The rain turned many of the puddles throughout the forest into larger water holes, made even bigger by the orphans who enjoyed rolling in the warm muddy slush in preference to the bigger watery pond beside their milk feeding area. Often because they had chosen to mud bath all day in their new warmer pools, Quanza, Zongoloni, Jasiri and the others would arrive to the noon milk feed with their bodies covered in mud, so after finishing their milk they would just return straight to the grasslands to continue gorging on the bounty of greens.
With the heavy rainfall, the orphans seem to be in more of a rush these days to make their way out to the forest or to the fresh grass in the morning, even by passing their tasty lucerne pellets. When they are all racing each other out like this and not following one leader in particular, the Keepers have to make sure they quickly keep up!
Despite once being the cosseted baby of the Umani herd, seven year old Ziwa is certainly the driving force behind some of the orphans exploring their independence. He Ngasha and Faraja can now stay out even for a couple of nights at a time, in an offshoot herd the Keepers have called the ‘boys club!’ Ziwa knows that he is stronger and safer with other friends beside him, so nearly always goes walkabout with Ngasha by his side. The Keepers can always tell when they have itchy feet, and Ziwa will lead the bulls away from the other orphans to go and explore and find some wild friends. Jasiri is less inclined to follow them and prefers to stay with the females in the Umani herd, who remain together with the little babies Mwashoti and Alamaya. With Ziwa and Faraja not turning up to some of the milk feeds, the babies and Shukuru have been benefitting from the extra bottles of milk! This combined with the fact they don’t have the boisterous boys around to pick on them means they and Shukuru are very content in the Umani herd at the moment.
Ziwa likes to interact with wild elephant herds on an almost daily basis and is the first to greet any herds that approach the orphans. Lima Lima is welcoming of wild herds as well, but normally only when there are little babies in their midst – she is obsessed by them, and will try to get as close as she can. One night she chose to remain with a wild herd, with Zongoloni too, until almost midnight, just because they had babies within the herd. The mothers are very protective however, so she is not always successful when attempting to babysit.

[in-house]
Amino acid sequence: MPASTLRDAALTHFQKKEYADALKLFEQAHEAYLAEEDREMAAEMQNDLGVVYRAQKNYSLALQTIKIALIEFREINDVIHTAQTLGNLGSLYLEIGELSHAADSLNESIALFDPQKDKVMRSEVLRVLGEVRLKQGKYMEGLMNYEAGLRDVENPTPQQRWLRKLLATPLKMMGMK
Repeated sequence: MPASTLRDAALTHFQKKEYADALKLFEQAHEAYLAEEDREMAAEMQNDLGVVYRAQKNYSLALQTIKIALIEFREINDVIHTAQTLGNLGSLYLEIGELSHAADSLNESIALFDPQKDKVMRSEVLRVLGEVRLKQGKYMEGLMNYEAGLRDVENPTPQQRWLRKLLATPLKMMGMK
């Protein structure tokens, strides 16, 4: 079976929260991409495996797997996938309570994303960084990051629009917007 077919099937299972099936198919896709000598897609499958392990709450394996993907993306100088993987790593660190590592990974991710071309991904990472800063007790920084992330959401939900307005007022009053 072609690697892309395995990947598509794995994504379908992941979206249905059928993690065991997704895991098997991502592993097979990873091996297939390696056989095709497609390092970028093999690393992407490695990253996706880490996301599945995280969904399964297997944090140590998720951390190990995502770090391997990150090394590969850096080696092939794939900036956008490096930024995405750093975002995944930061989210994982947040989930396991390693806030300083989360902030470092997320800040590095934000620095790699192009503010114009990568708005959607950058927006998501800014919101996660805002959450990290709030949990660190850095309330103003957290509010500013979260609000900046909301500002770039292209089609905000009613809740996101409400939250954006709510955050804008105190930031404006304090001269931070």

Sonje will only sometimes be receptive towards any wild bull’s advances, and she is quite picky when it comes to which bulls she will accept and spend time with. The wild bull named ‘Osama’ by the Keepers is her particular favorite friend, but we have not seen him for some time now that he has ventured further afield. On the 5th she disappeared into the forest, before re-appearing a short while later with two wild bulls we had not seen before. It was nice to see her interacting with these two bulls, and Murera eventually joined them too. The four interacted for some time before Sonje and Murera made their way back to the orphan herd and their Keepers.
Murera and Sonje are still very protective over ‘their’ baby Mwashoti, especially when some of the older boys such as Ziwa try to playfully tease him. The two girls are always first to chase the naughty boys away. Alamaya can sometimes be in a naughty mood as well and the girls need to keep him in line. Shukuru has learnt to cope with his mischievous ways however and is not afraid to give him a disciplinary smack with her trunk. Lima Lima is also very protective of the others in the herd and this is a role she takes very seriously. One day the Keepers watched as Alamaya and Mwashoti walked towards a water hole where they did not notice the crocodiles in the water. Lima Lima, who had already seen the crocodiles, came charging over and jumped into the water hole first in front of the two bulls, causing a disturbance and thwarting the crocodiles. She is a very caring elephant and her actions are always amazing her loving Keepers.